One sector of the food business that experienced a huge benefit from the pandemic are comfort foods
Over the next few video reports, we will be sharing some of our insights and trend projections for 2021
Today, its all about Staying Healthy & Well
One sector of the food business that experienced a huge benefit from the pandemic are comfort foods; which has been a boon for those iconic food brands that have seen their sales decline over the past few years as shoppers shifted to smaller upstart brands that had more innovate recipes, more exciting flavors, healthier profiles with more sustainable and simple ingredients. People gravitated to the brands they knew, that they grew up with, those that their families bought for generations.
The question is whether these brands will take advantage of this surge in sales, and new found hipness and awareness especially from the baby boomers who grew up on these foods to later leave them as their awareness of ingredients and health concerns grew closer as they aged - and reformulate and reimagine their products to be healthier – and save their brands from oblivion.
Of course we expect to see more plant based and plant forward foods.
We will also see a move to more wholesome carbs from whole grains, ancient grains. Much more attention given to foods that contain Vitamin C and supplements to boost immunity. More blended foods – both made at home and bought ready made in sores building on the success of the Mushroom Council and James Beard Foundation’s blended burger success which is already being extended to other proteins and other vegetables. Think flexitarians versus vegans. It’s not about extremes – it will be about balance.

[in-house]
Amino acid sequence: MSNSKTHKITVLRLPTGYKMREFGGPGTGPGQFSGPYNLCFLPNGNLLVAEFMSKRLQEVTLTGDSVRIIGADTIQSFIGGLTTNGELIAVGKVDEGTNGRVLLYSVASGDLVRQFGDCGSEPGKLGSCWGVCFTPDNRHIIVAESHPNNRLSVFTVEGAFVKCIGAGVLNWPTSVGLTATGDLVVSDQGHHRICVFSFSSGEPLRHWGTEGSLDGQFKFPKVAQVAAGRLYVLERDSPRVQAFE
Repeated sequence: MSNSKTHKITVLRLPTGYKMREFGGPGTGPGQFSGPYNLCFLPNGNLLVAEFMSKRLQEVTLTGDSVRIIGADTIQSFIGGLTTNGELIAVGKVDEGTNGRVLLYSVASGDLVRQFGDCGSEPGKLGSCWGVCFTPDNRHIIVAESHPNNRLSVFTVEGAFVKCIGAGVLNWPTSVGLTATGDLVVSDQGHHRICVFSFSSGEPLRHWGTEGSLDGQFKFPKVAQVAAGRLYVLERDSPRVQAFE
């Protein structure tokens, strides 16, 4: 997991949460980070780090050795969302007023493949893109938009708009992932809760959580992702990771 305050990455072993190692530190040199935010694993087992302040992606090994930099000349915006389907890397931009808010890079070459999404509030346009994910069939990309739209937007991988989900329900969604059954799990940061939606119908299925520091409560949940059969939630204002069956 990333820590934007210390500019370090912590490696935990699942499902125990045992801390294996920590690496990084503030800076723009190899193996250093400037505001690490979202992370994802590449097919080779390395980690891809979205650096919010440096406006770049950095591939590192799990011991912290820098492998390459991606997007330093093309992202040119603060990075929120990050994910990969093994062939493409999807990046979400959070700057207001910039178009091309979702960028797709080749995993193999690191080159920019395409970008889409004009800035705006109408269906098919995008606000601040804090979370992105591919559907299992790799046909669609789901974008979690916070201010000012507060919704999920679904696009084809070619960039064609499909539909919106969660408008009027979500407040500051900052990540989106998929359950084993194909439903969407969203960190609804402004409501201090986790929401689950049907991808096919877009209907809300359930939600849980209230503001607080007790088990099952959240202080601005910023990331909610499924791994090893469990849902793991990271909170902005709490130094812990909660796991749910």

Our shelves will be overrun with new innovations that are designed to meet the needs of the pandemic shopper. Higher anxiety led to new products like PepsiCo’s new drink called Driftwell that is meant to help consumers relax and unwind before bed. The enhanced water drink contains 200 miligrams of L-theanine and 10% of the daily value of magnesium. This from a brand that was built on caffeine and sugar.
Consumers aren’t just eating at home more but they’re also managing their health at home. Early research published in Nutrition & Dietetics in late June showed that telehealth in Australia keeps patients compliant with care regimens to improve health outcomes.
A web-based study in seven European countries found that diet quality, as assessed by the Healthy Eating Index 2010, improved across the 3-month trial and was maintained for an additional 6 months – due to telemedicine.
Here in the US, Kroger Health launched a telenutrition service that’s free, as long as the pandemic lasts, to help customers navigate the new normal.
Technology, food technology has come a long way. No, I’m not talking about the foods that are being created through Silicon Valley tech – I’m talking about the information and education that we can offer shoppers through technology.
Consumers at home have discovered new habits and insights about just what it means to truly nourish themselves.